Several Louisiana state troopers texted each other about beating up a Black suspect when he surrendered following a high-speed car chase.
According to filings that were first reported earlier this month by local blog Sound Off Louisiana, state trooper Dakota DeMoss sent a text to three other white officers about an “a—whoopin” given to Antonio Harris.
The Hill reported Louisiana state police wrote in the filing that the exchange came after Harris was sent to jail. DeMoss bragged about the beating with fellow officers Jacob Brown, who resigned Friday, and George Harper.
“How was his attitude at the jail?” fellow officer Jacob Brown asks, according to The Washington Post.
“Complete silence,” trooper George Harper replied.
“Lol he was still digesting that a– whoopin,” DeMoss said.
“It’s gonna take him a couple days,” and “he’s gonna be sore tomorrow for sure,” Brown added. “BET he won’t run from a full grown bear again.”
“Bet he doesn’t even cross into LA anymore,” DeMoss says.
Harper then says “GRIZZLY. Nah, he gonna spread the word that’s for d— sure.”
DeMos also says “He’s gonna have nightmares for a long time.”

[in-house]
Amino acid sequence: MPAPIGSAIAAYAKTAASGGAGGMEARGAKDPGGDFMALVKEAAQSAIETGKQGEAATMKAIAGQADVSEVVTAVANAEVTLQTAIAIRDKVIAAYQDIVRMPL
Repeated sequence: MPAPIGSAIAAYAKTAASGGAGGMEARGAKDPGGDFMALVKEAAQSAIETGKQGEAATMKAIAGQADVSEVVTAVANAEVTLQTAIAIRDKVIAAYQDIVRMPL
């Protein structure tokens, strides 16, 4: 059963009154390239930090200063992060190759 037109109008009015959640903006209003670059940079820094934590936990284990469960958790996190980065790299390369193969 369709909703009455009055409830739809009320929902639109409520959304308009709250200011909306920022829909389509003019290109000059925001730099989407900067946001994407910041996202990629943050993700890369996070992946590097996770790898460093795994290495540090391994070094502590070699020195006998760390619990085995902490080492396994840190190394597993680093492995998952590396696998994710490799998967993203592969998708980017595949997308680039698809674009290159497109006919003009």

Brown then texts “lmao…warms my heart knowing we could educate that young man.”
The three officers are all currently on administrative leave and a spokesperson for the Louisiana State Police said it could not comment on a pending investigation. All three officers and another officer, Randall Dickerson, were arrested last month on charges of simple battery and malfeasance following a two-year investigation.
Harris was arrested in May 2020 and DeMoss, Harper, and Brown used excessive force and allegedly turned off their body cameras during the chase. Brown is also accused of falsifying arrest reports. Brown and Dickerson also face charges of using excessive and unjustifiable force related to a 2019 traffic stop.
Last month, another Louisiana state officer, Master Trooper Kory York, was suspended without pay for kicking and dragging a handcuffed Black man whose in-custody death remains unexplained and the subject of a federal civil rights investigation.
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